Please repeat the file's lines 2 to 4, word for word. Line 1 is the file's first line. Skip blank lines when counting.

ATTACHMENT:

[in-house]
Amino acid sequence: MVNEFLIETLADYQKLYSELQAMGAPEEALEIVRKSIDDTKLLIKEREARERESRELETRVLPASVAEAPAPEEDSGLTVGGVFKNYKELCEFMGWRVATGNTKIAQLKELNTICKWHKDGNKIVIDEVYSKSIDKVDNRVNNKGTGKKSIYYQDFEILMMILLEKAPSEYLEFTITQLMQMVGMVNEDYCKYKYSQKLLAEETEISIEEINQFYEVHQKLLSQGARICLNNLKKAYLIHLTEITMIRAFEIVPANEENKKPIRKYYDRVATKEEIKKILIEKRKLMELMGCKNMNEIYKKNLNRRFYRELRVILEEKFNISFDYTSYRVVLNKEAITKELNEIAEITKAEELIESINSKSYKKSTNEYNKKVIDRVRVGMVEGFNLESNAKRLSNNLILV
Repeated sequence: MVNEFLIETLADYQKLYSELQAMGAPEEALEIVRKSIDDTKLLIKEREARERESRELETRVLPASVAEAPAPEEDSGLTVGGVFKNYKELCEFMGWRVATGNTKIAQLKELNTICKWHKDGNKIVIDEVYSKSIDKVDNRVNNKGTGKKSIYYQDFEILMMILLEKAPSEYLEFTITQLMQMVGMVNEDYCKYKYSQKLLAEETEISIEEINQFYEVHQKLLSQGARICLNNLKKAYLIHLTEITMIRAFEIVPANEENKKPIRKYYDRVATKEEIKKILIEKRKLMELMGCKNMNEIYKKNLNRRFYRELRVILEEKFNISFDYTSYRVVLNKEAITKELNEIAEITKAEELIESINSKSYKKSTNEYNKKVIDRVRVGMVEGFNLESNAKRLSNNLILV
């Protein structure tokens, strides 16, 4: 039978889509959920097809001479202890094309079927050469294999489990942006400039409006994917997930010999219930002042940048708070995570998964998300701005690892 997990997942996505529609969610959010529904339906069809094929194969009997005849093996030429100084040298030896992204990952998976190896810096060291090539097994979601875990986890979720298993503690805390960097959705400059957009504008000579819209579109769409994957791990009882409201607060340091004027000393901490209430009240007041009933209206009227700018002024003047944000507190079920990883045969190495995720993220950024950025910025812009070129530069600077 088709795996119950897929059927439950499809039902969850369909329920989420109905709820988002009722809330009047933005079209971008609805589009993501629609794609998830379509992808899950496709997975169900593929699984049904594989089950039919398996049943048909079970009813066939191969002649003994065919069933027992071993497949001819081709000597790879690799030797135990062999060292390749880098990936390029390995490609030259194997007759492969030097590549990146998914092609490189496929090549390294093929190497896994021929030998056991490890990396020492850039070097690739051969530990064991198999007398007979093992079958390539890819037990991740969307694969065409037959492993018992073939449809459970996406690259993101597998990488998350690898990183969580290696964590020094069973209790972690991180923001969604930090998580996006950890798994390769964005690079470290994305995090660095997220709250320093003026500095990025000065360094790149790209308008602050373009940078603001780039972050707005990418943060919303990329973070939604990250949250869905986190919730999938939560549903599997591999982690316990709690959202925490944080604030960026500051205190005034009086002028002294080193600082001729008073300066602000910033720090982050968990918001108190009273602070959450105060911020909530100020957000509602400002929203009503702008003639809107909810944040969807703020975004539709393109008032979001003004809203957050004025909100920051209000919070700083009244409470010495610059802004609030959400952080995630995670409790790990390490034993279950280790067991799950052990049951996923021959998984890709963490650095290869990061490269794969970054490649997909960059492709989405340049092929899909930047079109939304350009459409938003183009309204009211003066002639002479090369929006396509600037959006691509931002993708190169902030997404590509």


Amino acid sequence: MVNEFLIETLADYQKLYSELQAMGAPEEALEIVRKSIDDTKLLIKEREARERESRELETRVLPASVAEAPAPEEDSGLTVGGVFKNYKELCEFMGWRVATGNTKIAQLKELNTICKWHKDGNKIVIDEVYSKSIDKVDNRVNNKGTGKKSIYYQDFEILMMILLEKAPSEYLEFTITQLMQMVGMVNEDYCKYKYSQKLLAEETEISIEEINQFYEVHQKLLSQGARICLNNLKKAYLIHLTEITMIRAFEIVPANEENKKPIRKYYDRVATKEEIKKILIEKRKLMELMGCKNMNEIYKKNLNRRFYRELRVILEEKFNISFDYTSYRVVLNKEAITKELNEIAEITKAEELIESINSKSYKKSTNEYNKKVIDRVRVGMVEGFNLESNAKRLSNNLILV
Repeated sequence: MVNEFLIETLADYQKLYSELQAMGAPEEALEIVRKSIDDTKLLIKEREARERESRELETRVLPASVAEAPAPEEDSGLTVGGVFKNYKELCEFMGWRVATGNTKIAQLKELNTICKWHKDGNKIVIDEVYSKSIDKVDNRVNNKGTGKKSIYYQDFEILMMILLEKAPSEYLEFTITQLMQMVGMVNEDYCKYKYSQKLLAEETEISIEEINQFYEVHQKLLSQGARICLNNLKKAYLIHLTEITMIRAFEIVPANEENKKPIRKYYDRVATKEEIKKILIEKRKLMELMGCKNMNEIYKKNLNRRFYRELRVILEEKFNISFDYTSYRVVLNKEAITKELNEIAEITKAEELIESINSKSYKKSTNEYNKKVIDRVRVGMVEGFNLESNAKRLSNNLILV
């Protein structure tokens, strides 16, 4: 039978889509959920097809001479202890094309079927050469294999489990942006400039409006994917997930010999219930002042940048708070995570998964998300701005690892 997990997942996505529609969610959010529904339906069809094929194969009997005849093996030429100084040298030896992204990952998976190896810096060291090539097994979601875990986890979720298993503690805390960097959705400059957009504008000579819209579109769409994957791990009882409201607060340091004027000393901490209430009240007041009933209206009227700018002024003047944000507190079920990883045969190495995720993220950024950025910025812009070129530069600077 088709795996119950897929059927439950499809039902969850369909329920989420109905709820988002009722809330009047933005079209971008609805589009993501629609794609998830379509992808899950496709997975169900593929699984049904594989089950039919398996049943048909079970009813066939191969002649003994065919069933027992071993497949001819081709000597790879690799030797135990062999060292390749880098990936390029390995490609030259194997007759492969030097590549990146998914092609490189496929090549390294093929190497896994021929030998056991490890990396020492850039070097690739051969530990064991198999007398007979093992079958390539890819037990991740969307694969065409037959492993018992073939449809459970996406690259993101597998990488998350690898990183969580290696964590020094069973209790972690991180923001969604930090998580996006950890798994390769964005690079470290994305995090660095997220709250320093003026500095990025000065360094790149790209308008602050373009940078603001780039972050707005990418943060919303990329973070939604990250949250869905986190919730999938939560549903599997591999982690316990709690959202925490944080604030960026500051205190005034009086002028002294080193600082001729008073300066602000910033720090982050968990918001108190009273602070959450105060911020909530100020957000509602400002929203009503702008003639809107909810944040969807703020975004539709393109008032979001003004809203957050004025909100920051209000919070700083009244409470010495610059802004609030959400952080995630995670409790790990390490034993279950280790067991799950052990049951996923021959998984890709963490650095290869990061490269794969970054490649997909960059492709989405340049092929899909930047079109939304350009459409938003183009309204009211003066002639002479090369929006396509600037959006691509931002993708190169902030997404590509």